Visiting Rome can be quite expensive, especially if you love art and want to see museums and art galleries.
Museum admittance is not exactly cheap and there are so many works of art in the city that you can easily end up spending a fortune – totally worth it, but quite challenging if you are on a budget. However, as it often happens in Italy, there are some absolute gems that can be seen without spending a euro cent.
Therefore, when I went to Rome a few weeks ago, I decided to go on a mission and see if I could find some works of art that are accessible without having to pay a ticket. I managed to find three, all within walking distance from one another. Needless to say, there are more – if you are willing to explore – but I decided to make a selection and choose just three.
As I told you last week, I was staying at The Beehive near Termini Train Station, so I walked down Via Cavour until I saw a staircase on my left: that’s the way to get to the church of San Pietro in Vincoli, where you can see the stunning Mosè by Michelangelo Buonarroti.
the stairs leading to San Pietro in Vincoli
If I have the chance, I try to go there every time I visit Rome. I have to admit that it’s not the Moses that takes me there – even if it is always amazing to see – but I love the fact that, from the noise of a busy street like Via Cavour, you can climb up a few stairs and get to a quiet square where you immediately forget about the rest of the world.
The church of San Pietro in Vincoli was built in the 5th century to host a precious relic: the chain that supposedly tied the body of Saint Peter, which is still on display nowadays. But I have the feeling that most people come to the church for a different reason: the statue of Moses by Michelangelo Buonarroti.
The statue had been commissioned to Michelangelo by Pope Julius II – one of the two Popes from Savona, my hometown – as part of his funerary monument. The monument was supposed to be a magnificent work of art but, at a certain point, Julius II changed his mind to focus on restoring Saint Peter’s Basilica, much to the dismay of Michelangelo.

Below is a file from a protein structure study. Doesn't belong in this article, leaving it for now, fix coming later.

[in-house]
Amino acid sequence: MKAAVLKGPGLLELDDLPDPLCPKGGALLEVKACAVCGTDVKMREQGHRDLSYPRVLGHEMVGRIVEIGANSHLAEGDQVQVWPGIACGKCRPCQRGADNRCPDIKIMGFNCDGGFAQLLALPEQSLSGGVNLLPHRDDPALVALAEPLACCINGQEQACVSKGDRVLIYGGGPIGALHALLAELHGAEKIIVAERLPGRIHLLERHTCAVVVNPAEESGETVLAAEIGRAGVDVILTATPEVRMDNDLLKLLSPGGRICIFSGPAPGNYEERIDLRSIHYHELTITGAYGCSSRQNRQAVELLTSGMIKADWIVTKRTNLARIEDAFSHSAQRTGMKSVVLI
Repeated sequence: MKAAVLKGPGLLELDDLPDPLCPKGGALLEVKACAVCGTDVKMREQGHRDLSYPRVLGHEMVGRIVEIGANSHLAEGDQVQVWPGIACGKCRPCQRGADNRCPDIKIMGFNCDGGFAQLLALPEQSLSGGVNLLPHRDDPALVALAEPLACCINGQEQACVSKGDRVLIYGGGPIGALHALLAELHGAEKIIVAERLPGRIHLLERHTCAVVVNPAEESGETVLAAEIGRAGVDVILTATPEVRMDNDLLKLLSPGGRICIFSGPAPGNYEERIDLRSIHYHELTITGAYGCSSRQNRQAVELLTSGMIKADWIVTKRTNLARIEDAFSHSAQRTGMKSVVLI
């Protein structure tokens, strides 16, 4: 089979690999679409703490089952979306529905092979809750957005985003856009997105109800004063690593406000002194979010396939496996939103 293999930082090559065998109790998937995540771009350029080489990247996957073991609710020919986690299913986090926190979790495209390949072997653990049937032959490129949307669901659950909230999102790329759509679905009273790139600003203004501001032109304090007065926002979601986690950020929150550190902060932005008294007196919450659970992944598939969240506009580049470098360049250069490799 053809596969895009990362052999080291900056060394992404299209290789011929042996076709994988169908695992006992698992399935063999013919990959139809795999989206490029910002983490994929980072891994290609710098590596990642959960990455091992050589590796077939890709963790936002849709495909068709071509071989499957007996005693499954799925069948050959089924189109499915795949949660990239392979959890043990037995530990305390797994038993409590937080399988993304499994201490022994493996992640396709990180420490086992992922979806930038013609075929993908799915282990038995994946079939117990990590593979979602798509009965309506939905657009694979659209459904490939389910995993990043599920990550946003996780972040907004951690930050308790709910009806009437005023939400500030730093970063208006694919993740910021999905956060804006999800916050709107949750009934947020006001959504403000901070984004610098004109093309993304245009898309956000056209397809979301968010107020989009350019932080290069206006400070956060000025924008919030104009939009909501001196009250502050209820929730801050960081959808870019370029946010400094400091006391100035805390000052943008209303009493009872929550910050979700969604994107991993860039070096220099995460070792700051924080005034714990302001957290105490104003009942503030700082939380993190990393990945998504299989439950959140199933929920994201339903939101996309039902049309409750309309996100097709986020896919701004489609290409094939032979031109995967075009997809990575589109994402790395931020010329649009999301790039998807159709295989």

Anyway, what remains is an imposing and magnificent sculpture, which has found its place in the church in 1545 and can be still admired nowadays. The statue is only half-lit and, if you want to see it with better light, you have to pay for it – but you can always wait for someone to do it!
If you return to Via Cavour and keep walking down, you’ll get to the Roman Forum – another beauty that can be admired for free from a distance – you walk past Altare della Patria in Piazza Venezia, cross Via del Plebiscito, and if you don’t get lost in the countless little alleyways in the neighborhood, you get to the Basilica di Santa Maria Sopra Minerva, a magnificent church just behind the Pantheon.
the outside of Santa Maria Sopra Minerva – with a rental truck who didn’t want to move
The exterior of the church is quite bare but the church inside is superbly decorated and is one of the very few examples of Gothic art in Rome. Inside the church, you’ll find the tomb of Santa Caterina da Siena, Patron Saint of Italy with San Francesco d’Assisi, and that of the painter Beato Angelico.
Among the many works of art, it is worth noting the statue of Christ Carrying The Cross, a marble sculpture by Michelangelo Buonarroti. The sculpture was placed in the church in 1521; at the beginning, Christ was completely naked but a bronze floating loincloth was added later on.
not a very flattering photo of Michelangelo’s Christ
Something worth noting is that in the monastery next to the church, in 1633, Galileo Galilei, under threat of torture by the Roman Inquisition, recanted his theory that the Earth moves around the Sun.
From Piazza della Minerva, if you walk past the Pantheon and head towards Palazzo Madama, the location of the Italian Senate, you will find the Church of San Luigi dei Francesi, the national church of French people in Rome since 1589, where three incredible frescoes by Caravaggio are carefully kept.
one of Caravaggio’s frescoes inside San Luigi dei Francesi
The three frescoes can be found in the Cappella Contarelli, commissioned by the cardinal Matthieu Cointerel, to be decorated with scenes from the life of Saint Matthew (the cardinal’s name saint). The work was ended by Caravaggio in 1602.
I have to admit that this was the work of art that struck me the most. As much as I love sculptures, the incredible beauty of this frescoes is unbeatable. They are dramatic, realistic, superb. I am not very good at describing works of art – in English it is even more difficult – but let me just tell you that I was moved when I saw them.
the beautiful ceiling of San Luigi dei Francesi
Well, my little walk around free art in Rome ended here. Needless to say, there’s way more to see. Obviously, Saint Peter’s Basilica is full of art – Michelangelo’s Pietas, to name just one of them – and can be accessed for free. Moreover, if you are interested in more Caravaggio’s art, you can find it in the church of Santa Maria del Popolo, right in Piazza del Popolo, and in the church of Sant’Agostino, near Piazza Navona.
All churches are open daily – check opening times before visiting – but can’t be accessed during Mass service. As I mentioned, works of art are not perfectly lit but can be if you pay one or two euros.
Now you: have you been to Rome already? What is your favorite work of art in the city?
If you are looking for interesting ways to practice your Italian daily, I’d suggest you check my brand-new program called Giorno dopo giorno, a daily Italian practice.
If you sign up to Giorno dopo giorno, you will receive an email every other day for 365 days. Each email will contain a prompt, a little exercise, something to watch, read, listen or something that will gently force you to practice your Italian every day, making it part of your daily routine.
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